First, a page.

Sony VAIO Z series VPC-Z390X

Sony VAIO Z series VPC-Z390X
  • Pros
    The most powerful ultraportable. Switchable graphics. Excellent performance and gaming scores. Incredibly light. Internal optical drive can be swapped out for a Blu-ray one. Supports dual SSD drives. Excellent resolution. Backlit keyboard. Excellent navigating experience.
An upscale 13-inch laptop to give even the MacBook Air a run for its money, Sony's Vaio Z is fast, slim, and light, and includes a docking station with an optical drive and discrete graphics.

The bad: Even though this updated version of the Vaio Z is less expensive than the previous model we reviewed, it's still a premium-priced laptop. We'd almost rather skip the GPU dock and hit a more ultrabook-style price.Average battery life. No cellular modem.

  • Bottom Line
    With a Core i5 processor, SSDs, and switchable graphics, the Sony VAIO VPC-Z116GXS is hands-down the lightest and most powerful ultraportable money can buy.
    With slim 13-inch SSD laptops now well under $1,000, Sony's expensive, high-end Z series laptop is a tough sell, although the long-life slice battery and unique GPU/optical dock help make its case.

    The stand-alone GPU dock is still a unique feature, and if you're looking for an ultrabook-like laptop that can play serious games, it's got that market locked up. But beyond that, the Vaio Z is a very, very expensive example of what we sometimes call an executive laptop--as in, only the CEO gets one to show off how important he is.

    Price as reviewed / starting price $1,999 / $1,649
    Processor 2.5GHz Intel Core i5-2450M
    Memory 4GB, 1333MHz DDR3
    Hard drive 128GB SSD
    Chipset Intel HM65
    Graphics Intel HD3000
    Operating system Windows 7 Professional (64-bit)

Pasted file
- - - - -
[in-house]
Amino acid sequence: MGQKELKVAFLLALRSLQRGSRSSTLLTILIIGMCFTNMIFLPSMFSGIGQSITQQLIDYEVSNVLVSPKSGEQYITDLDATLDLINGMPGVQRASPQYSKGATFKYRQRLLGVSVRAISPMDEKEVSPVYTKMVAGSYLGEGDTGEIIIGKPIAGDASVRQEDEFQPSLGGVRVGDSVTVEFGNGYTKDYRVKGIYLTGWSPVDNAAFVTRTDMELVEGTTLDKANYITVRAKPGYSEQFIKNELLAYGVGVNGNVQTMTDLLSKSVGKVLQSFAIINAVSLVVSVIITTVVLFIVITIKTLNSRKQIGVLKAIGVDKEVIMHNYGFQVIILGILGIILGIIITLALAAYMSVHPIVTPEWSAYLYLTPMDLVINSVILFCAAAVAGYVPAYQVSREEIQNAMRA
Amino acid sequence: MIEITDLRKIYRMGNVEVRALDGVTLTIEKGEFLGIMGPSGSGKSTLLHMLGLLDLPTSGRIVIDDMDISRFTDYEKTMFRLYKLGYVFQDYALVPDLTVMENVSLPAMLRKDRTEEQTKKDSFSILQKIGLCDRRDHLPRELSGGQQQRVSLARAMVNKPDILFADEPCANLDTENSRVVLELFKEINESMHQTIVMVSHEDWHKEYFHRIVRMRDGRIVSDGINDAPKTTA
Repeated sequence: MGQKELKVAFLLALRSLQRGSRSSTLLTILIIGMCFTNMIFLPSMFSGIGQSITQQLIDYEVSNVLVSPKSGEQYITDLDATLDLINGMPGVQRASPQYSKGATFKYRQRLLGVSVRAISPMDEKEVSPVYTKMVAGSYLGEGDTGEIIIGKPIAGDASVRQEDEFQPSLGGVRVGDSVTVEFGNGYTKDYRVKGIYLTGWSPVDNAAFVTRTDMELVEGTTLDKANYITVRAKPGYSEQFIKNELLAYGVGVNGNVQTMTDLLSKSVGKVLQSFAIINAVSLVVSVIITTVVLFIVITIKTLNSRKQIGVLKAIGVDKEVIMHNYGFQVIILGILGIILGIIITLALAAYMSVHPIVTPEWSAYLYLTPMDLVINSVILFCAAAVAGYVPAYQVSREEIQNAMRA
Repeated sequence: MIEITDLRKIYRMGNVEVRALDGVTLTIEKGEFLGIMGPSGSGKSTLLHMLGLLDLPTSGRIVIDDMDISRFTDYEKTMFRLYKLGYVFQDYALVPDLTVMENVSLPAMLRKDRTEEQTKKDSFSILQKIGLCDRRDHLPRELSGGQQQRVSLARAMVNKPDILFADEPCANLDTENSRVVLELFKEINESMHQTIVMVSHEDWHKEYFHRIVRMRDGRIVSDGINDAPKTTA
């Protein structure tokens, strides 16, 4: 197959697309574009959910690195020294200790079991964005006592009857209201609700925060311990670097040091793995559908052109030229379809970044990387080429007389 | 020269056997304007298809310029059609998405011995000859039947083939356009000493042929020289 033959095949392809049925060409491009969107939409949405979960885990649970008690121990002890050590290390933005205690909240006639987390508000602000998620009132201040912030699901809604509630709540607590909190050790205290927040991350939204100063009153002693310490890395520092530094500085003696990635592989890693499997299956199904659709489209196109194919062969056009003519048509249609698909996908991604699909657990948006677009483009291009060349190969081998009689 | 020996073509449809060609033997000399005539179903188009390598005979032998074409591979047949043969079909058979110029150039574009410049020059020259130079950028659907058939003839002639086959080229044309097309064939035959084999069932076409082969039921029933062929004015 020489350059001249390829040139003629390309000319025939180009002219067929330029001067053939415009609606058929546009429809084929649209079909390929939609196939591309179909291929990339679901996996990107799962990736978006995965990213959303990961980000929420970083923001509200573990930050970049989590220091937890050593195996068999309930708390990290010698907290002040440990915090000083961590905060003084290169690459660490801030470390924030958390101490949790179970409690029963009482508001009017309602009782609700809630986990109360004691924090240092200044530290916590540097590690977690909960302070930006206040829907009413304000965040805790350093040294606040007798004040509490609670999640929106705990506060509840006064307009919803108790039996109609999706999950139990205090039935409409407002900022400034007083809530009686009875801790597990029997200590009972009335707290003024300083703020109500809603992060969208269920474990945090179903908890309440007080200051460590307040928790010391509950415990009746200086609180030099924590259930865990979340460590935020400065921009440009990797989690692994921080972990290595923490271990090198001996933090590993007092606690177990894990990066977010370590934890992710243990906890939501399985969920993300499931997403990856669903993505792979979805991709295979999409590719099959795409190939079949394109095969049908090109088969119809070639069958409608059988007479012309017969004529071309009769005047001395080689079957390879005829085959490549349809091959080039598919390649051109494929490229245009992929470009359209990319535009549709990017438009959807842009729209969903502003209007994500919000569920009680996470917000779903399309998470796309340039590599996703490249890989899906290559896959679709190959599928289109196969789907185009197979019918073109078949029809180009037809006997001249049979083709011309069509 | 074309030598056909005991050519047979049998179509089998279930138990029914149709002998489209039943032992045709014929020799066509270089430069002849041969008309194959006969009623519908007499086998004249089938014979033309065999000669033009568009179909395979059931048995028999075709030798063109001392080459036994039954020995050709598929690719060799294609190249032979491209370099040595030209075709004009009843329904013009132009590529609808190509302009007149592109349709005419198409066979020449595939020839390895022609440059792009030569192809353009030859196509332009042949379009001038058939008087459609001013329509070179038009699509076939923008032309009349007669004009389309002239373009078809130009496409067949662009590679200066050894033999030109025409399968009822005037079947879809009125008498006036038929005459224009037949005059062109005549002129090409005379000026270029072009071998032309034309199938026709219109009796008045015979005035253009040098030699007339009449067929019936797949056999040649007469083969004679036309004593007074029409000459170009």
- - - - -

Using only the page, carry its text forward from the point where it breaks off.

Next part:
Dimensions (WD) 13.0 x 8.2 inches
    Height 1.3 - 1.5 inches
    Screen size (diagonal) 0.66 inch
    System weight / weight with AC adapter 2.5/3.6 pounds
    Category 13-inch laptop
    The slim, black carbon fiber body of the Sony Vaio Z is essentially unchanged from the 2011 version of the system, and my aesthetic reaction remains largely the same. The matte-black finish and slatelike chassis look and feel very high-end, although all the various joints and seams stand in contrast to Apple's unibody construction.

    A few oddities make the Vaio Z feel clunkier than it should. Our package (which included the optional slice battery) had two separate AC adaptors, only one of which--the larger one--fits the docking station. The stiff proprietary cable that connects the two components eats up the onboard USB 3.0 (but is replaced by another USB 3.0 port on the docking station), and it's short, so you can't place the dock more than a few inches away.
    The flat-topped keyboard used here has the now-standard island-style layout, which Sony has been using for years (along with Apple and a few others). Because the body of the laptop is so thin, the actual keys are extremely shallow, even more so than on most ultrabooks. You can get used to it, but it may not ever be a favorite for long-form writing. The keyboard is, however, thankfully backlit.
    The touch pad seemed fine in the mid-2011 version of this laptop, but since then, several low-cost ultrabooks have included much larger touch surfaces. The smaller pad here has a subtle patterned texture, with attached, but nontextured, mouse button zones separated by a fingerprint reader. Despite wanting a bigger pad, the multitouch gestures, such as the two-finger scroll, worked better on this system than on nearly any Windows laptop I've tried.

    The native resolution of the 13.1-inch display is 1,600x900 pixels, which is exactly where a high-end 13-inch should be. The last Vaio Z we tested included an upgraded 1,920x1,080-pixel display--as high as mainstream laptop screens get. On a 1080p screen, text could be so small it was hard to read, so that's one add-on that you can safely skip (even though it's only $100). For personal use, the onboard audio, with Dolby Home Theater technology, is fine, but immersive gaming or cinephile video watching would be better served with a set of high-end headphones.

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    About Jaime Lacson

    A Freelance Computer Tech with knowledge about computer, router and mobile phones, especially in Upgrade and Downgrade OS, Software and Hardware troubleshooting. follow me at Google+
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